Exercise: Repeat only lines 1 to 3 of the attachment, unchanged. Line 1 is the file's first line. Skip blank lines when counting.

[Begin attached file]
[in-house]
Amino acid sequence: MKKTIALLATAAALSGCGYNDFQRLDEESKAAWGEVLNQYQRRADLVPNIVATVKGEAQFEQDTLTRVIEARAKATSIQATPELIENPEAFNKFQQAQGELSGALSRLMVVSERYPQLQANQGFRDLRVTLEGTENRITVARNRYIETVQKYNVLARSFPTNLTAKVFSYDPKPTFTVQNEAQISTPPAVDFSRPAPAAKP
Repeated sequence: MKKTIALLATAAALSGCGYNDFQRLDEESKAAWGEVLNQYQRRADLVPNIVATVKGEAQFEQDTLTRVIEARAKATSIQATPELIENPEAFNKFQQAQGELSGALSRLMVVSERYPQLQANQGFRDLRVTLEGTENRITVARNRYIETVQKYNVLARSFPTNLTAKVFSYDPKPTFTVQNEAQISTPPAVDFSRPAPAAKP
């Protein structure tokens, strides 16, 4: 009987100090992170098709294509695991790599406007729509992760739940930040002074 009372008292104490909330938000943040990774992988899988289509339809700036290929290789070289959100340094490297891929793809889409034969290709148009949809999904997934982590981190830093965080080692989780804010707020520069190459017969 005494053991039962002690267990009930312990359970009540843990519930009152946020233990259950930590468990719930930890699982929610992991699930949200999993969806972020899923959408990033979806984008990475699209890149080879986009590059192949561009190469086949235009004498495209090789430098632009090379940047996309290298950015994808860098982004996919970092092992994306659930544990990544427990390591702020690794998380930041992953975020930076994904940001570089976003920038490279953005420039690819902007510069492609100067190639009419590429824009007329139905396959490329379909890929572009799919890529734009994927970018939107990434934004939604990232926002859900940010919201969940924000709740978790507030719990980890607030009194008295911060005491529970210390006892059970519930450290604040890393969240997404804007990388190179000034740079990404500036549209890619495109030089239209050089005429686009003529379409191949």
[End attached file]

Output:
[in-house]
Amino acid sequence: MKKTIALLATAAALSGCGYNDFQRLDEESKAAWGEVLNQYQRRADLVPNIVATVKGEAQFEQDTLTRVIEARAKATSIQATPELIENPEAFNKFQQAQGELSGALSRLMVVSERYPQLQANQGFRDLRVTLEGTENRITVARNRYIETVQKYNVLARSFPTNLTAKVFSYDPKPTFTVQNEAQISTPPAVDFSRPAPAAKP
Repeated sequence: MKKTIALLATAAALSGCGYNDFQRLDEESKAAWGEVLNQYQRRADLVPNIVATVKGEAQFEQDTLTRVIEARAKATSIQATPELIENPEAFNKFQQAQGELSGALSRLMVVSERYPQLQANQGFRDLRVTLEGTENRITVARNRYIETVQKYNVLARSFPTNLTAKVFSYDPKPTFTVQNEAQISTPPAVDFSRPAPAAKP